Belief System behind Trend-Following

History repeats itself – while we tend to use the phrase from a risk management perspective (meaning “don’t ignore the past as it could come back to haunt you”), the opposite is also true… trend-following systems have worked in the past… they should continue to work in the future.
Price action – a solid trend, confirmed by multiple trend lines, comes across to me as a strong predictor of future performance. Could the trend turn around the minute you buy it? Of course it can, and it does, but the probability is greater that it will continue.
• Case in point – the chart below is that of a major sector taken today, 31 JAN 11. I personally feel very comfortable putting some capital here. Could the trend reverse? Of course, but I find it more likely than not that it will continue.

Click the image to open in full size.

Economic growth – I believe that the global economy, in the long-term, will grow; it is the “mother trend.” [One could argue that traditional “buy and hold” investors are following a trend, the difference being that the rationale for those investors in based more on “fundamentals,” while ours is based (or should be based) on price movement alone.] Trend-following is then all about extracting more from the “mother trend” by identifying sub-trends (of the hours, days, months variety) within it and trading them.

It could be argued that these conditions (economic growth, price action, etc) are a reflection of human behavior, and therefore unlike to drastically change, although they will certainly evolve. If one assumes the system is well designed (risk management protocols in place, well diversified and capitalized) and if one assumes discretion is kept to a minimum (kept in place only to address potential evolution in human behavior), then trend-following systems should continue to work, maybe for a while longer.

In the end though, the Earth is flat, GM can never go broke, and a little kid with a mom from Kansas and a dad from Kenya can never be President of the U.S. My eyes are wide open.

Boston
Attached Thumbnails
31-jan-11-trend.jpg  
myhedgedfund is offline   Reply With Quote
Old Jan 31, 2011, 4:07pm   #79
Joined Jan 2009
Re: My Hedged Fund - Another "Trend-Following" Post

Yes, these are all reasons I've used in the past to justify this style of trading to myself.

Human beings don't change and as such, there will always be trends.

However, I wonder if a little more work needs to be done here. You know your style of trading; is there any evidence to show that the OPPOSITE of your style of trading loses money? If we can show that, then that adds to the argument.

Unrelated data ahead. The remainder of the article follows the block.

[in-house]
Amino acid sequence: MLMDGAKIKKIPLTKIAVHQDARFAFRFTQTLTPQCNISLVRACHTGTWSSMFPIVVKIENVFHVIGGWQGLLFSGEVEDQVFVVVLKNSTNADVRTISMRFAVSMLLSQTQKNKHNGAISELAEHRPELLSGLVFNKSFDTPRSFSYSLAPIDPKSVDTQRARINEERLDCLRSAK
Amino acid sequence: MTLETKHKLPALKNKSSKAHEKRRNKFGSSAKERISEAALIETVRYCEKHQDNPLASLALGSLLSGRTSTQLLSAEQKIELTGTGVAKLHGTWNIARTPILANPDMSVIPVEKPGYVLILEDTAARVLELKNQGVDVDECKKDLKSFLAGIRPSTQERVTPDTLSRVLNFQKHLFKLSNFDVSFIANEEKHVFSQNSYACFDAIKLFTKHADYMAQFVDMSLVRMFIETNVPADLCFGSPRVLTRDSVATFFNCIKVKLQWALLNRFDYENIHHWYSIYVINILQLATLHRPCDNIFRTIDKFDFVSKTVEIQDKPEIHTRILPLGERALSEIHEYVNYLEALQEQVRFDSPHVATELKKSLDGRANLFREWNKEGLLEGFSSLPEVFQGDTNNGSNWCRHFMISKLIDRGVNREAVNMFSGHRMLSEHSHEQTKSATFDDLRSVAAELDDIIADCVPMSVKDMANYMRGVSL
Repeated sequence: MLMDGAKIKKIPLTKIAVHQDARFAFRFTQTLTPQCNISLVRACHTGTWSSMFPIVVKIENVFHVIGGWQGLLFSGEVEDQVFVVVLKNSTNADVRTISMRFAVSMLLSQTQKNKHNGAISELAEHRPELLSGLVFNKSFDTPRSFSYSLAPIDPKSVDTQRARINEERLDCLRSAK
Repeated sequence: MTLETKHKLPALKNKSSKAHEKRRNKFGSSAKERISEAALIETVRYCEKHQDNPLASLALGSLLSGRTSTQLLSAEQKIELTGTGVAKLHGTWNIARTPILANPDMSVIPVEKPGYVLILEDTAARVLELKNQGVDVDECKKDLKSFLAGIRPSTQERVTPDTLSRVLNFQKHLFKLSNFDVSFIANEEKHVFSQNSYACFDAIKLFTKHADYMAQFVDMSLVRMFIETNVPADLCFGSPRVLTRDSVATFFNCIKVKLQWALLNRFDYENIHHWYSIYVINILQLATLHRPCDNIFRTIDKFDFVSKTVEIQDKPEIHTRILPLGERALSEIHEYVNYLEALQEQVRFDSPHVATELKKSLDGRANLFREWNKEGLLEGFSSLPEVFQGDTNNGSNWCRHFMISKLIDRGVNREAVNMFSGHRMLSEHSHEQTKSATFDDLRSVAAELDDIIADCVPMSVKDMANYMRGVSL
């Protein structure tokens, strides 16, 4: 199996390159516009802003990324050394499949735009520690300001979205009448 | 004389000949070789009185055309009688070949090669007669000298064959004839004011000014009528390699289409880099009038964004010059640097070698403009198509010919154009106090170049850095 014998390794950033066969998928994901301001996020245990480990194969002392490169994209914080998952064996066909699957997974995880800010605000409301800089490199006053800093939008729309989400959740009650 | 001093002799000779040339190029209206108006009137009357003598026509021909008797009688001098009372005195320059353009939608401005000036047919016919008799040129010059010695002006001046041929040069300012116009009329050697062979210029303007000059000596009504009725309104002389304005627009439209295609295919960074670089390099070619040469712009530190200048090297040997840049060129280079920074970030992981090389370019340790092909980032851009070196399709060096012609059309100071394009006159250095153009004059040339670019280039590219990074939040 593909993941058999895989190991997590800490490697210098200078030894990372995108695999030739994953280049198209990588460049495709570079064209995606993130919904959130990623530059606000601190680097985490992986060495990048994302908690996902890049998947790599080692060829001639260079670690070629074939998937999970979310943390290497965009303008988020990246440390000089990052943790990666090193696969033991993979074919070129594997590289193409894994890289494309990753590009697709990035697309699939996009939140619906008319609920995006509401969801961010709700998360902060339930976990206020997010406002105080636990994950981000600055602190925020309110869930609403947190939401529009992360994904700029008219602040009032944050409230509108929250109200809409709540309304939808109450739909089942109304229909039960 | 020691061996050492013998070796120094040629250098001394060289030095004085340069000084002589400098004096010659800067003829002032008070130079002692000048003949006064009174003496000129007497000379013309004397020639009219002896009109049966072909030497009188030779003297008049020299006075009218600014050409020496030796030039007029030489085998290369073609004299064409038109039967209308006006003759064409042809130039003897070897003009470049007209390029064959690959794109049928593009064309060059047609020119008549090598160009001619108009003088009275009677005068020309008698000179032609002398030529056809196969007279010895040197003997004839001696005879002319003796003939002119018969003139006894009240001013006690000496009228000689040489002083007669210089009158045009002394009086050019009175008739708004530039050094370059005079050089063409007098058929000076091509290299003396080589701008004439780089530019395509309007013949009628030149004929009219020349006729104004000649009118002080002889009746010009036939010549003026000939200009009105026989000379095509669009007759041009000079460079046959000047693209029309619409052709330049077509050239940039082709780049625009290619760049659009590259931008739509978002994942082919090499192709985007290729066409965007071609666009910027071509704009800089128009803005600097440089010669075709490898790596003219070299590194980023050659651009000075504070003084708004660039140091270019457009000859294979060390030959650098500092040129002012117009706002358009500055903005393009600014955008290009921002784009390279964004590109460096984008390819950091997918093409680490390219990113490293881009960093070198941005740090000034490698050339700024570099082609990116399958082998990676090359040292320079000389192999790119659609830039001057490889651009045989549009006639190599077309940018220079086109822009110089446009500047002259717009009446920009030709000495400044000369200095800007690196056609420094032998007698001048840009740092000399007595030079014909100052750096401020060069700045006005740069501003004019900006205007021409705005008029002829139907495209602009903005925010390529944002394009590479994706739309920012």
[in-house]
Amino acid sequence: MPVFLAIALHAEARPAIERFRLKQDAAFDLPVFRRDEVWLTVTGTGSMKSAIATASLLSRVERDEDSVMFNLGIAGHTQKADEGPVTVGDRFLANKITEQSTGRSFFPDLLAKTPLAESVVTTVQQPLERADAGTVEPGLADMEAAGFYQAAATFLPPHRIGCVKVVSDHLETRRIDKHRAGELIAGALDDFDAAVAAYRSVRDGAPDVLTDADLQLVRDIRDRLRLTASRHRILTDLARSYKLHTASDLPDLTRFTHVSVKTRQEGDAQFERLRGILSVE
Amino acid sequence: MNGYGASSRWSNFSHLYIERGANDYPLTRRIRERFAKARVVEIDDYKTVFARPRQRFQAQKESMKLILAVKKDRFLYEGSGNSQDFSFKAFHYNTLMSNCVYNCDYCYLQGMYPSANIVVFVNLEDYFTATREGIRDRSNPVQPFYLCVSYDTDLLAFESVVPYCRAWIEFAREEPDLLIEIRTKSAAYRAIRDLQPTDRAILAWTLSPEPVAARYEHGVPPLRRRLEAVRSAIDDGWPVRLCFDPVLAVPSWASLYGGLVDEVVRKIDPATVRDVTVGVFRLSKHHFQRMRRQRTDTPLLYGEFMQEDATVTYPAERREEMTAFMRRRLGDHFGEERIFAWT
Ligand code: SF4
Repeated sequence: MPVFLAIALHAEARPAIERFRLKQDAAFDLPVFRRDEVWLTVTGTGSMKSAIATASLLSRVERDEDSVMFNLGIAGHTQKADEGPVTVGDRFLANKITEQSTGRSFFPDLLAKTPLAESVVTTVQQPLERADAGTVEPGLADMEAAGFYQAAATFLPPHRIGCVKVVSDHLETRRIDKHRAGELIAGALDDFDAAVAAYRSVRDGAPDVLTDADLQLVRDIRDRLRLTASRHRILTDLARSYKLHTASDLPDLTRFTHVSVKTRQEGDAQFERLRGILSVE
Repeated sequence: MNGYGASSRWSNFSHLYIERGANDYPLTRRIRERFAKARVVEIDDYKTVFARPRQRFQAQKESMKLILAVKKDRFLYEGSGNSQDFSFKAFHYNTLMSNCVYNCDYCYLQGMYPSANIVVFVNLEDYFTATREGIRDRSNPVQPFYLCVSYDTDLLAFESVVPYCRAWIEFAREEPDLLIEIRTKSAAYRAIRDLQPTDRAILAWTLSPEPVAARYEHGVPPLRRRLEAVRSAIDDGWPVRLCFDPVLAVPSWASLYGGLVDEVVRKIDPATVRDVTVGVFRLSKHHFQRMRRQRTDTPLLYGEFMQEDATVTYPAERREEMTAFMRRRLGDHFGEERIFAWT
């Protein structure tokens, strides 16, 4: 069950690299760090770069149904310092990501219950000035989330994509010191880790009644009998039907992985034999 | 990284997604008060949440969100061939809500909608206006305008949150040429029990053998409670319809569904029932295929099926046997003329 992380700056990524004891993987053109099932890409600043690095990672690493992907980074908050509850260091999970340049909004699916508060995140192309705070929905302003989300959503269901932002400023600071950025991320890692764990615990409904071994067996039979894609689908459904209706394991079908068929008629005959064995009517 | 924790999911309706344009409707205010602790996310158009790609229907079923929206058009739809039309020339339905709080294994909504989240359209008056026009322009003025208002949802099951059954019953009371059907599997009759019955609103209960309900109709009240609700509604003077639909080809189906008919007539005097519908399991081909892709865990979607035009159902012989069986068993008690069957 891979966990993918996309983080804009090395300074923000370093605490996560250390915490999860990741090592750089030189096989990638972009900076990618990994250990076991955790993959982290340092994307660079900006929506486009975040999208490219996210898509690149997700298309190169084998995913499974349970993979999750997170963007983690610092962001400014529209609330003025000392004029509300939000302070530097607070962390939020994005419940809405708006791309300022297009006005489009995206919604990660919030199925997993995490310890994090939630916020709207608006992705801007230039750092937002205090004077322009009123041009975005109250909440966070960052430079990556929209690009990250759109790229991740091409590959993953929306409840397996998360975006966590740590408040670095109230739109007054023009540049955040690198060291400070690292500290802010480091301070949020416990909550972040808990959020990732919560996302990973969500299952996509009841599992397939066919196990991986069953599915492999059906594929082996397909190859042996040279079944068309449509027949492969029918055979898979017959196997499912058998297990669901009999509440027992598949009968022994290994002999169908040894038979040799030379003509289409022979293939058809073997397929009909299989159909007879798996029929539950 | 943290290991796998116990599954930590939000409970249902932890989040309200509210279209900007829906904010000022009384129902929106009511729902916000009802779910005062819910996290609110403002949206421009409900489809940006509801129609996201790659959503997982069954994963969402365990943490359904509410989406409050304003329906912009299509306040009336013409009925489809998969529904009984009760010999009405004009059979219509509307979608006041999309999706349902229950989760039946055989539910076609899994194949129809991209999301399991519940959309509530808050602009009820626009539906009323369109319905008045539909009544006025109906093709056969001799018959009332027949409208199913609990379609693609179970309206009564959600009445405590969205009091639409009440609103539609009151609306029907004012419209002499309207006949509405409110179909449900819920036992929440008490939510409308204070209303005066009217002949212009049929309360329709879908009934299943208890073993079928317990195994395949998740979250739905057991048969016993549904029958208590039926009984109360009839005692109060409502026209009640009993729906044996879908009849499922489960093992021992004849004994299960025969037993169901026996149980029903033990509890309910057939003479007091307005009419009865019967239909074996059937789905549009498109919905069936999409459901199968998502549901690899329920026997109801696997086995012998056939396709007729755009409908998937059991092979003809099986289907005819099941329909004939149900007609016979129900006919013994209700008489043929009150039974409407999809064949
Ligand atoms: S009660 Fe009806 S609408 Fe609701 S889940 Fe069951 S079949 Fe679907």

__________________
Someone shoot me if I get to 3,500 posts
meanreversion is offline   Reply With Quote
Old Feb 5, 2011, 12:31am   #80
Joined Dec 2010
Re: My Hedged Fund - Another "Trend-Following" Post

myhedgedfund started this thread Week 5 - Shorting ETF’s; theoretically easy to do

First some background, leveraged from the following sources:
Investopedia - Shorting ETFs: Profit Or Peril?
ETF Trends – Shorting ETFs Without the Risk, and
Index Universe - Shorting ETFs Misunderstood, Even By A Ph.D.
The Basics of shorting ETF’s – as with stocks, shorting an ETF requires that you borrow the shares that you want to sell. The broker may borrow the securities from another client or from another firm, and the ETF is sold on the market. The hope of course is that the market will fall. The decline will cause the price to drop, allowing for the ETF to be repurchased at a lower price.


Advantages of Shorting ETFs:
- ETFs are said to be easier to short than stocks because they're not subject to the "uptick" rule, where shares cannot be shorted unless their prices first rise.
- ETF’s also are not affected by short squeezes which occur when the price of the stock starts on a quick rise when the supply is lacking. Traders with short positions try to buy stocks to prevent losses, which only spikes the prices even further, making the losses of those who shorted and didn't close their positions even worse. ETFs don't suffer from this because of the number of shares that can be increased (theoretically) on any trading day.
Disadvantages:
- The process can be difficult to execute
- Not all ETFs can be shorted, and some are hard to short, as it is difficult to do so in small quantities.